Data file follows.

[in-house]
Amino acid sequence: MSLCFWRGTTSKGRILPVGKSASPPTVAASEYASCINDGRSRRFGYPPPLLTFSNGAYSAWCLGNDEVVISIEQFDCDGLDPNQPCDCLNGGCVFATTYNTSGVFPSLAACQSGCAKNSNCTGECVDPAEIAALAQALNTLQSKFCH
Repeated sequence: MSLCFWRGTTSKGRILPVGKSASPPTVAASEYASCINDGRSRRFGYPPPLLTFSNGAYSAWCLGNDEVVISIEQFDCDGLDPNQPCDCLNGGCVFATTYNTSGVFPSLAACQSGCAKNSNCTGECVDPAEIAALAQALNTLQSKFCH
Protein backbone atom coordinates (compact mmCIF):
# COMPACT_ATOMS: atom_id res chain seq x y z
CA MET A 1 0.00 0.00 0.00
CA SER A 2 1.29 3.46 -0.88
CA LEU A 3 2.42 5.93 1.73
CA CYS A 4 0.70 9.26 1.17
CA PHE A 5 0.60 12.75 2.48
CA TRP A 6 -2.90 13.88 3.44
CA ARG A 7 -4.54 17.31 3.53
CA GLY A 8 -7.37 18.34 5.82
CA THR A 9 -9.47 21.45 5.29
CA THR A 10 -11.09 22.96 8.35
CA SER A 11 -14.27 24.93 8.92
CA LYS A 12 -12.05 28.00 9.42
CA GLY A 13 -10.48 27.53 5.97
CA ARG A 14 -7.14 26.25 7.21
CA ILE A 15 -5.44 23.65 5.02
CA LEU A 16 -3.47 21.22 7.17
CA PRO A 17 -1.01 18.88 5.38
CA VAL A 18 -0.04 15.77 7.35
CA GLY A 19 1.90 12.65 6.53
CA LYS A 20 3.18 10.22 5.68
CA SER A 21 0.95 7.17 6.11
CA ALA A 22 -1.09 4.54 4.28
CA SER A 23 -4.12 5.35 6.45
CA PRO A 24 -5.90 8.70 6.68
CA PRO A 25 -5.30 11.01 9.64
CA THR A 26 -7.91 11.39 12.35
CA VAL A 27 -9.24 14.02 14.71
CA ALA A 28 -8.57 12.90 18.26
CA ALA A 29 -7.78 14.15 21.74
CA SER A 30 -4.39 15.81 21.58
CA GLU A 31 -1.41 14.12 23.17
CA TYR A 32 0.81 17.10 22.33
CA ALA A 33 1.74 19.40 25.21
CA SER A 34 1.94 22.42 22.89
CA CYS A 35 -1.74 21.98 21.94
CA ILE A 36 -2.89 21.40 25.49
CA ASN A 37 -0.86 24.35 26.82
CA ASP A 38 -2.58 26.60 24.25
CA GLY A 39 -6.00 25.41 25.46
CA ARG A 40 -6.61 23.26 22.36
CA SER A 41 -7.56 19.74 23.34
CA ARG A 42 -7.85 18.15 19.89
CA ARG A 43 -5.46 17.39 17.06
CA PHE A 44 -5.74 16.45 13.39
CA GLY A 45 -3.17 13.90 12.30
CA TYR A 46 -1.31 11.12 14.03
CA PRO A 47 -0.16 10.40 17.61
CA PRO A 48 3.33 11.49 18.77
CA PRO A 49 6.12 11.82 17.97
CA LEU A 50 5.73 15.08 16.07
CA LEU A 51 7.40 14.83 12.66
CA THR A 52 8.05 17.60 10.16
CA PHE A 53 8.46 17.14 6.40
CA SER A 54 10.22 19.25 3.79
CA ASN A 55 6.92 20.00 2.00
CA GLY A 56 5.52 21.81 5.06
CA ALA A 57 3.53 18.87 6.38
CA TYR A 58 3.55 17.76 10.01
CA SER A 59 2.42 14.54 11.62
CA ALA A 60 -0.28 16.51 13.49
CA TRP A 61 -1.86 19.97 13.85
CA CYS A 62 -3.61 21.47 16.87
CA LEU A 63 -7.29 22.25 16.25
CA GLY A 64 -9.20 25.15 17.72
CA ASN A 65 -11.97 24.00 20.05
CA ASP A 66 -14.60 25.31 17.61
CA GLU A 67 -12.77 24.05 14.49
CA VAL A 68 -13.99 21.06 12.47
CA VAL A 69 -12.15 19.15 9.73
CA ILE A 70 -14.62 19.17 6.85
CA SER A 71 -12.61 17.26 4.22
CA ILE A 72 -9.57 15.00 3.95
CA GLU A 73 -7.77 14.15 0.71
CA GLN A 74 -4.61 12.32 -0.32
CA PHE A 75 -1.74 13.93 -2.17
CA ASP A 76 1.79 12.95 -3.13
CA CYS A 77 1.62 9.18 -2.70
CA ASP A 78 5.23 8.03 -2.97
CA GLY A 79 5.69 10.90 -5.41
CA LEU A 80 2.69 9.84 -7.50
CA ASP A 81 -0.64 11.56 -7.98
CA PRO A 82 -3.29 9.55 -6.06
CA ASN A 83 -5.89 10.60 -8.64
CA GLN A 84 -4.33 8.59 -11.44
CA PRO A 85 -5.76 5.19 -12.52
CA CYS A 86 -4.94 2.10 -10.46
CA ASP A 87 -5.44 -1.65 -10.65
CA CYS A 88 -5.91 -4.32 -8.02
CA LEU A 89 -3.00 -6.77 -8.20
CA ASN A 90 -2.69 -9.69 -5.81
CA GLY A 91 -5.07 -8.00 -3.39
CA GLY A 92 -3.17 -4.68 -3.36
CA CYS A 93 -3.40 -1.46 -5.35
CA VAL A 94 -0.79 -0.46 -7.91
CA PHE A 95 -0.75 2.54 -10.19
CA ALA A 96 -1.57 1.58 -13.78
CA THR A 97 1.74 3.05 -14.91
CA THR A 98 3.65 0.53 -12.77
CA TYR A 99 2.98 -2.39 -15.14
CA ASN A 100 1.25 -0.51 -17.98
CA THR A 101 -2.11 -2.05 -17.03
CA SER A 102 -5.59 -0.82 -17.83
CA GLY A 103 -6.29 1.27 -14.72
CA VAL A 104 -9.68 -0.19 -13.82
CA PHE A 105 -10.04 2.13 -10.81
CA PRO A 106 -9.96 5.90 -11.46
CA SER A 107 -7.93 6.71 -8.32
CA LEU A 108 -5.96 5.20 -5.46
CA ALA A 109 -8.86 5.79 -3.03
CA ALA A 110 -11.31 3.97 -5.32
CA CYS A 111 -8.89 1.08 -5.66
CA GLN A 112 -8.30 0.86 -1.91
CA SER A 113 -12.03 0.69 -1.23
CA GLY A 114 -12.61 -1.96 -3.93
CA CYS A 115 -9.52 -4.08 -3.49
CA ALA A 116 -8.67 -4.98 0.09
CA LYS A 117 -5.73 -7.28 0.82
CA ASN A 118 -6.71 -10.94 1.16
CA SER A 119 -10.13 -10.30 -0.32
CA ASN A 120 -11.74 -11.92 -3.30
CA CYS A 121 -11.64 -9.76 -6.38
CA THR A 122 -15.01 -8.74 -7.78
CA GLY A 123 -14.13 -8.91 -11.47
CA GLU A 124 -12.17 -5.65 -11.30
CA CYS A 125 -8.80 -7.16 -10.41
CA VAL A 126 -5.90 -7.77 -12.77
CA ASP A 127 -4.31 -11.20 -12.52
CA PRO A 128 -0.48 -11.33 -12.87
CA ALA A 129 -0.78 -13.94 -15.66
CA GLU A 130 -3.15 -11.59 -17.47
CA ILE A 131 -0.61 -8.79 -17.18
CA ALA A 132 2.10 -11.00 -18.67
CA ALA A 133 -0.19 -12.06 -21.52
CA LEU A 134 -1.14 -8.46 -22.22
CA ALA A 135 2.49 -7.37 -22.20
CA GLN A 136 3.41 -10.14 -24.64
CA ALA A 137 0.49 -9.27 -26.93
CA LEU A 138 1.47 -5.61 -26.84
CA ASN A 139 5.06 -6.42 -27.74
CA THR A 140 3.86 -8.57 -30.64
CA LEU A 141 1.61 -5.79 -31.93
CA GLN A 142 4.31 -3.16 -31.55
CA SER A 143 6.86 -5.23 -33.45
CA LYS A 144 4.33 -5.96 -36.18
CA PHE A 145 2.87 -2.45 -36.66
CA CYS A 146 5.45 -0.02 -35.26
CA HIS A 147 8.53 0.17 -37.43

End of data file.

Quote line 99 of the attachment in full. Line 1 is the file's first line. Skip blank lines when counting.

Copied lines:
CA VAL A 94 -0.79 -0.46 -7.91